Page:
• Crohn's disease, ulcerative colitis, juvenile rheumatoid arthritis, clotting disorders, or Factor deficiency (increased risk of bleeding with corticosteroid therapy),
    • G6PD deficiency (increased risk of hemolytic anemia with acetaminophen use),
    • Phenylketonuria (potential for aspartame exposure with study interventions),
    • Seizure disorder treated with anticonvulsants (risk of acetaminophen toxicity with carbamazepine), or
    • History of clotting disorders or Factor deficiency (increased risk of bleeding with corticosteroids),
  • Co-morbid disorders associated with wheezing including (but not limited to) immune deficiency disorders, cystic fibrosis, aspiration, clinically-relevant gastroesophageal reflux, tracheomalacia, congenital airway anomalies (clefts, fistulas, slings, rings), bronchiectasis, bronchopulmonary dysplasia, and/or history of premature birth before 35 weeks gestation,
  • Significant developmental delay/failure to thrive, defined as 5th percentile for height and/or weight or crossing of two major percentile lines during the last year for age and sex,
  • History of a near-fatal asthma exacerbation requiring intubation or assisted ventilation,
  • No primary medical caregiver (e.g., a nurse practitioner, physician assistant, physician, or group medical practice such as a hospital-based clinic) whom the subject can contact for primary medical care,
  • Three or more hospitalizations in the previous 12 months for wheezing or respiratory illnesses,
  • Treatment with 5 or more courses of systemic corticosteroids (oral, intramuscular or intravenous) in the past 6 months,
  • Current use of higher than step 2 NAEPP asthma guideline therapy
  • If receiving allergy shots, change in the dose within the past 3 months.
  Contacts and Locations
Choosing to participate in a study is an important personal decision. Talk with your doctor and family members or friends about deciding to join a study. To learn more about this study, you or your doctor may contact the study research staff using the Contacts provided below. For general information, see Learn About Clinical Studies.

Please refer to this study by its ClinicalTrials.gov identifier: NCT01606319

Locations
United States, Arizona
University of Arizona College of Medicine
Tucson, Arizona, United States, 85724
United States, California
Children's Hospital & Research Center Oakland
Oakland, California, United States, 94609
UCSF Benioff Children's Hospital
San Francisco, California, United States, 94143
United States, Colorado
National Jewish Health
Denver, Colorado, United States, 80206
United States, Georgia
Emory University
Atlanta, Georgia, United States, 30322
United States, Illinois
Children's Memorial Hospital
Chicago, Illinois, United States, 60614
Rush University Medical Center/Stroger Hospital
Chicago, Illinois, United States, 60612
United States, Massachusetts
Children's Hospital Boston
Boston, Massachusetts, United States, 02115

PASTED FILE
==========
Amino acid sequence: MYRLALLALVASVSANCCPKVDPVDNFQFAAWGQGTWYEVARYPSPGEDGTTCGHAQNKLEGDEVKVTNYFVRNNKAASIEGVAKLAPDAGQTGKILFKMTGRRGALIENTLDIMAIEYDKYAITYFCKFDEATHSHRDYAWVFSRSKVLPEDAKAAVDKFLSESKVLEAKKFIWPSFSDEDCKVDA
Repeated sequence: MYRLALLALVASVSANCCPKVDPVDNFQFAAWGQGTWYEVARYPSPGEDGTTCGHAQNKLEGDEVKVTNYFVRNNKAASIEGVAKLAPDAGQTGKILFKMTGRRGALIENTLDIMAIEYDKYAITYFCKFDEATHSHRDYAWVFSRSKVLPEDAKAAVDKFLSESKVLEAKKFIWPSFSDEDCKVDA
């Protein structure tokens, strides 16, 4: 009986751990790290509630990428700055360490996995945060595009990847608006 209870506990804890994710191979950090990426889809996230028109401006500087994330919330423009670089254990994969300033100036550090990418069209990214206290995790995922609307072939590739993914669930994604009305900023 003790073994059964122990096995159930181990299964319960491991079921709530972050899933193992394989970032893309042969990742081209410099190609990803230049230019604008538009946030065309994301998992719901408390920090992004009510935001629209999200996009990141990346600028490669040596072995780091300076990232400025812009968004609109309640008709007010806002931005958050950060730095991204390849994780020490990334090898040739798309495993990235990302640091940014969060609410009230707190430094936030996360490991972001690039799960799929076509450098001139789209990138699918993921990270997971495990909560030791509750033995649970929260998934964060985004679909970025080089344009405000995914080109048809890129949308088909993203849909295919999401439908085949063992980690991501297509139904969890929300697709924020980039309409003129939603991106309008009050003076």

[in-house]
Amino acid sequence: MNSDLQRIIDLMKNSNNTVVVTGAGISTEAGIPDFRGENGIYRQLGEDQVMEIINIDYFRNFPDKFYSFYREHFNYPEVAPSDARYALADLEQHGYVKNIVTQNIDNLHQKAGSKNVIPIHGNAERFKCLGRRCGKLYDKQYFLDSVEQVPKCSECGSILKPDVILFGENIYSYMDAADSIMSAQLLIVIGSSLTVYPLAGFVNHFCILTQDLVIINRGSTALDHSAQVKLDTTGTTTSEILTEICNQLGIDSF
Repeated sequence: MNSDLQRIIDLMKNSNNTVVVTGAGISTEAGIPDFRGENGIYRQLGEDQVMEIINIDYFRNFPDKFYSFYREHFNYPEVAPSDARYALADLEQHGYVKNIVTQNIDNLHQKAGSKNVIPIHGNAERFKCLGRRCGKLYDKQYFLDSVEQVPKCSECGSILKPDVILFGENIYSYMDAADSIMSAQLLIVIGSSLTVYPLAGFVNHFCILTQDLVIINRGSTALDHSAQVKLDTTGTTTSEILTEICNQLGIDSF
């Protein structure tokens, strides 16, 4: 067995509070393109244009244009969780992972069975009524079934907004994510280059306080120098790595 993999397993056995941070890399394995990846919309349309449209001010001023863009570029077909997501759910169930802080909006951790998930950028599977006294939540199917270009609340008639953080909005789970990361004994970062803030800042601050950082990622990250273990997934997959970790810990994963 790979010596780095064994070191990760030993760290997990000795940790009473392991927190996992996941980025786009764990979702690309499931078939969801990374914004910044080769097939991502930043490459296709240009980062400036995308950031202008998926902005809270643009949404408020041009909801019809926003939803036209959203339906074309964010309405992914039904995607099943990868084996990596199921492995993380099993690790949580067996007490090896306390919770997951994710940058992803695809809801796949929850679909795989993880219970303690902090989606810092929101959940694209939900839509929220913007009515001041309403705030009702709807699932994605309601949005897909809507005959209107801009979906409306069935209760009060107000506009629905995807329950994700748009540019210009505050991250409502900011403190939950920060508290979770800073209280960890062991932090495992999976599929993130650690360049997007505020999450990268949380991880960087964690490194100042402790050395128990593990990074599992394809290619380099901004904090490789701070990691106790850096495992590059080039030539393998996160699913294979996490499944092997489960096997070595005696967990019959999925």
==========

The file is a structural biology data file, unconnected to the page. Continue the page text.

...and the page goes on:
Children's Hospital, Boston
Boston, Massachusetts, United States, 02115
United States, Missouri
St. Louis Children's Hospital
St. Louis, Missouri, United States, 63110
United States, North Carolina
Wake Forest University Health Sciences
Winston-Salem, North Carolina, United States, 27157
United States, Ohio
Rainbow Babies and Children's Hospital, Case Western Reserve University
Cleveland, Ohio, United States, 44106
United States, Pennsylvania
Children's Hospital of Pittsburgh of UPMC
Pittsburgh, Pennsylvania, United States, 15224
United States, Virginia
University of Virginia Health System
Charlottesville, Virginia, United States, 22908
United States, Wisconsin
University of Wisconsin-Madison
Madison, Wisconsin, United States, 53792
Sponsors and Collaborators
Milton S. Hershey Medical Center
Investigators
Study Chair: William B Busse, MD University of Wisconsin, Madison
  More Information

No publications provided

Responsible Party: dave mauger, Principal Investigator, AsthmaNet Data Coordinating Center, Milton S. Hershey Medical Center
ClinicalTrials.gov Identifier: NCT01606319     History of Changes
Other Study ID Numbers: AsthmaNet 005, 1U10HL098115
Study First Received: May 23, 2012
Last Updated: July 10, 2014
Health Authority: United States: Institutional Review Board
United States: Federal Government

Keywords provided by Milton S. Hershey Medical Center:
Asthma
Wheezing
Ibuprofen
Acetaminophen
exacerbations
pain
fever

Additional relevant MeSH terms:
Asthma
Respiratory Sounds
Bronchial Diseases
Respiratory Tract Diseases
Lung Diseases, Obstructive
Lung Diseases
Respiratory Hypersensitivity
Hypersensitivity, Immediate
Hypersensitivity
Immune System Diseases
Signs and Symptoms, Respiratory
Signs and Symptoms
Acetaminophen
Ibuprofen
Anti-Inflammatory Agents
Anti-Inflammatory Agents, Non-Steroidal
Antipyretics
Physiological Effects of Drugs
Pharmacologic Actions
Analgesics, Non-Narcotic
Analgesics
Sensory System Agents
Peripheral Nervous System Agents
Central Nervous System Agents
Therapeutic Uses
Antirheumatic Agents
Cyclooxygenase Inhibitors
Enzyme Inhibitors
Molecular Mechanisms of Pharmacological Action

ClinicalTrials.gov processed this record on July 10, 2014